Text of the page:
How to Deal with Being Passed over for a Promotion

Reframe your disappointment as an opportunity.

Reviewed by Chris Leitch

What to do when passed over for a promotion

The announcement for a promotion has been made and you’re 100% certain that it’s your turn to move up the career ladder. You come into work every day on time, complete all your duties and get to leave on the clock too — it means you’re more than capable right? Wrong! Doing the bare minimum is not what’s going to get you a promotion — those are your duties and the reason you get paid. To get a promotion, you must go above and beyond what’s expected of you.

To spin it around and make sure your name is cemented on the promotion, read the steps below to learn how to react, how to cope with the decision, and how to move on from a passed promotion. We’ll also explain why you might have been passed over and how to successfully bag a future promotion.

Reasons you may have been passed over

If the manager in charge didn’t really offer you much constructive feedback, here are a few things to consider. If something rings true, then you’ll know where you could have gone wrong.

1. You lack the skills necessary for the job

It may be as simple as this. Some roles are just not suited for you, and although you may have thought that you were a perfect fit, the reality is that you’re not. Become familiar with each and every requirement of the job, and check to see if you have the skills or can obtain them to move up in your organization.

2. Your leadership skills are non-existent

Not everyone is a born leader, and this may be a vital reason why you were overlooked for this promotion. You must focus on understanding what it takes to be a strong leader within your company — look at the traits that your managers possess and learn how to inherit these skills too.

3. You don’t think or act like a boss

It’s obvious to all that you turn up to work just to receive your paycheck at the end of the month. You’re the last to arrive and the first to leave; although you may think it’s great that you can accomplish your tasks in this time, it’s not a reason for a promotion. You need to show that you’re dedicated and hard-working and that you’re interested in the progression of not just yourself but also the company as a whole.

4. You’re a negative Nancy

Take a minute and think about whether you’re the person that’s always complaining about working hours, your supervisor, the fact that the coffee is the “cheap stuff” or that you always have such a big workload. If this is you, then you haven’t unfairly been passed over. A leader must have a positive attitude and inspire people to be in that company; if you don’t, then you need to adjust it.

5. You lack initiative

Although you spot the problems, you don’t come up with solutions. How would you be able to help your coworkers and find solutions to their problems? You need to start analyzing the task and find steps and actions you can take to resolve it.

6. You’re out of sight, out of mind

Does your second-line manager know who you are? How often have you presented something in a meeting that included upper management? If you’re not visible, you’re not going to be preferred when your superiors have to decide who to promote. That’s because if they don’t know who you are, you certainly aren’t going to be high on their list. I’m not telling you to boast, but start being more proactive in front of management; you could volunteer to assist with the next office party or offer to do the next presentation.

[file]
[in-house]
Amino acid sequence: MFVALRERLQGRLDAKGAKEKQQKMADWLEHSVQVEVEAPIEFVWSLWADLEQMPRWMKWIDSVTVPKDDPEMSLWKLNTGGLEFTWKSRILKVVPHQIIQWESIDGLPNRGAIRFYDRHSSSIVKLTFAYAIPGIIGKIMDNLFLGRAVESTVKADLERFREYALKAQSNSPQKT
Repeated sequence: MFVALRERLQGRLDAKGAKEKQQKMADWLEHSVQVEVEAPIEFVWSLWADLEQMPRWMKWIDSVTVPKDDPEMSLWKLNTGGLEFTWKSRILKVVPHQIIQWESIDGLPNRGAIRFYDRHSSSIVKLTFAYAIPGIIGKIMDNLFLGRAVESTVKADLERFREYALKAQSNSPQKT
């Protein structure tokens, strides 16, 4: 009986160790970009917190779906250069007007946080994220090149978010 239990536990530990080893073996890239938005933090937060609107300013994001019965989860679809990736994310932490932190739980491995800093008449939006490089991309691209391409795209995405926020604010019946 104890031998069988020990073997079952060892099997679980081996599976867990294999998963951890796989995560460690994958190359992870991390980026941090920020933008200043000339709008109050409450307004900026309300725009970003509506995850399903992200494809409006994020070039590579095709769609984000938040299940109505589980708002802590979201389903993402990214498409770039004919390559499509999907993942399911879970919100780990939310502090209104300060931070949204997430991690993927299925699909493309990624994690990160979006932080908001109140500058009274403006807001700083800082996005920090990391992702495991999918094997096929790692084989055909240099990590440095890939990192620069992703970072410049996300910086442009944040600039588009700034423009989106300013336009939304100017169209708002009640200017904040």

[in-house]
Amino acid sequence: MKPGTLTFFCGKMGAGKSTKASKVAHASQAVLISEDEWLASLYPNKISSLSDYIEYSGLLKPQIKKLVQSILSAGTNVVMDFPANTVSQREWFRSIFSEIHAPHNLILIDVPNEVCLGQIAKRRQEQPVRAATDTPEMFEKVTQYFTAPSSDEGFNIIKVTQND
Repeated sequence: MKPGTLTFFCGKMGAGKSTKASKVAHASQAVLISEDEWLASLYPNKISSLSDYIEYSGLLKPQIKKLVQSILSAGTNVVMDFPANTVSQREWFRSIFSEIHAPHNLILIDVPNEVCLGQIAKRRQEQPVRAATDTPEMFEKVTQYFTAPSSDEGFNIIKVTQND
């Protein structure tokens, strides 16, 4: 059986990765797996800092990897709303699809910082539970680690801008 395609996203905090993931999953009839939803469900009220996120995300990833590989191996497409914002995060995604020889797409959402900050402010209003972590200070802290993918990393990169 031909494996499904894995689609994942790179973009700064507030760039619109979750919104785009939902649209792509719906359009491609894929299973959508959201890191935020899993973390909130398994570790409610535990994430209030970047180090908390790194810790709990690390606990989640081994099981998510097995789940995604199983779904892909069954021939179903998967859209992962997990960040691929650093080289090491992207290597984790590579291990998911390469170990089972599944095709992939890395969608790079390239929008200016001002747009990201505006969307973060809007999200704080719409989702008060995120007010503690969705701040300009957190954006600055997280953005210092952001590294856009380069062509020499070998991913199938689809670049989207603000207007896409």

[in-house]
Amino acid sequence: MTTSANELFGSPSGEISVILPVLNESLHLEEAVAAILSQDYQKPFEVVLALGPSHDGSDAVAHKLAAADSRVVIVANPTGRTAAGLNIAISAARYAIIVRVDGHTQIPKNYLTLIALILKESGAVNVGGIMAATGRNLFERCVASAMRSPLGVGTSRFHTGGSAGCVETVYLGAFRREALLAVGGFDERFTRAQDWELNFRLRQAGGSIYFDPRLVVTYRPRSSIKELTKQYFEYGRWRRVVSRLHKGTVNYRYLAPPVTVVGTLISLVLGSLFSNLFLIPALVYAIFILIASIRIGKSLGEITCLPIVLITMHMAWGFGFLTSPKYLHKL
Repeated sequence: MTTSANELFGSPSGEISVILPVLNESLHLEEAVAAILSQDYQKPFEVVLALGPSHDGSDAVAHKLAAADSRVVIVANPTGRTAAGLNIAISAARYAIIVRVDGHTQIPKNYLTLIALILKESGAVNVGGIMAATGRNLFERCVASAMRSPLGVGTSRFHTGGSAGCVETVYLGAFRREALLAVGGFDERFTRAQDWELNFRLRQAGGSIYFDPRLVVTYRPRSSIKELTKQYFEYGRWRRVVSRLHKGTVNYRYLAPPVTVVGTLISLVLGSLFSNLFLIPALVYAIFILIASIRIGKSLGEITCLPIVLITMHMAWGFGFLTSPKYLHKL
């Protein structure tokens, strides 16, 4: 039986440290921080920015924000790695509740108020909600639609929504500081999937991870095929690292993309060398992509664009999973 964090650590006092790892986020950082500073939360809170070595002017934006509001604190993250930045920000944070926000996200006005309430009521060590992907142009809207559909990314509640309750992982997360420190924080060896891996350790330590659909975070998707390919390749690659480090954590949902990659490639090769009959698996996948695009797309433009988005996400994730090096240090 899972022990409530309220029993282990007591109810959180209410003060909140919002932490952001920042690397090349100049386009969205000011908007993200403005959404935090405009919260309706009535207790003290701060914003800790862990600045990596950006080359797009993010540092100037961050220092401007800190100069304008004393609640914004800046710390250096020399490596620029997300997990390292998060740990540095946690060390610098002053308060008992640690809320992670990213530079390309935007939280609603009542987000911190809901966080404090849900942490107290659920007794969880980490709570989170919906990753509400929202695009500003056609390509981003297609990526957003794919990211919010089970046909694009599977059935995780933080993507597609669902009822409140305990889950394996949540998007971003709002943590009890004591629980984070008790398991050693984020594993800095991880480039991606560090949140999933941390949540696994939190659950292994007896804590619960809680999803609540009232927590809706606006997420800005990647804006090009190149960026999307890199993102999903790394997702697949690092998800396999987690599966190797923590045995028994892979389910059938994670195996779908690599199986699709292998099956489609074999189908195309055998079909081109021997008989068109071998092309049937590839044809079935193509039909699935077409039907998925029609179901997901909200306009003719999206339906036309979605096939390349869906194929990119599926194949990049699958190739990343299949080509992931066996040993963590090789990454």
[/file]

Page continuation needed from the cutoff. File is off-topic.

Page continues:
7. Your soft skills aren’t up to par

Soft skills include being an effective communicator, strong team player, reliable, and having motivation. Although you may be the best at your job, you may lack these vital skills in being a likeable team leader.

8. You’re the office gossip

You know the latest scoop on all your coworkers and aren’t shy about sharing it with your trusted circle. You’re that person that has a cheeky chat in the corridor and is always out socializing on their lunch break. Although socializing with coworkers is great, there must be boundaries when it comes to office politics. How would you be trusted with confidential information when you spill the beans in a daily coffee catch up?

9. You get defensive when you receive constructive feedback

Nobody likes being criticized, but to improve, you need constructive pointers on your performance. If you get defensive or angry when a supervisor gives you tips on how to better your work, it's a sign that you’re not mature enough for more responsibility.

10. You lack passion and drive

To be a good leader and get a promotion, you must be passionate about your job and company. Have you ever come across a manager who doesn’t sing the organization’s praises? Management is looking for the desire to encourage others and succeed in increasing future results. If they saw that passion in your coworker that has been there less time than you, this may be why.

How to react

While it’s absolutely fine to feel a little gutted by being unsuccessful, it’s best to remain calm when you’re told the news. Don’t go slamming doors and smashing keys into your keyboard, as this will only come across as immature (making the manager realize they made the right choice). Accept the news with grace and take a deep breath. Make sure to thank your manager for the opportunity, and then take a little time to process.

Once you’ve had time to accept the news, take a little time to self-reflect and think about what might have happened for them to decide someone else is more suited. Make sure to ask for some feedback and consider what they say carefully.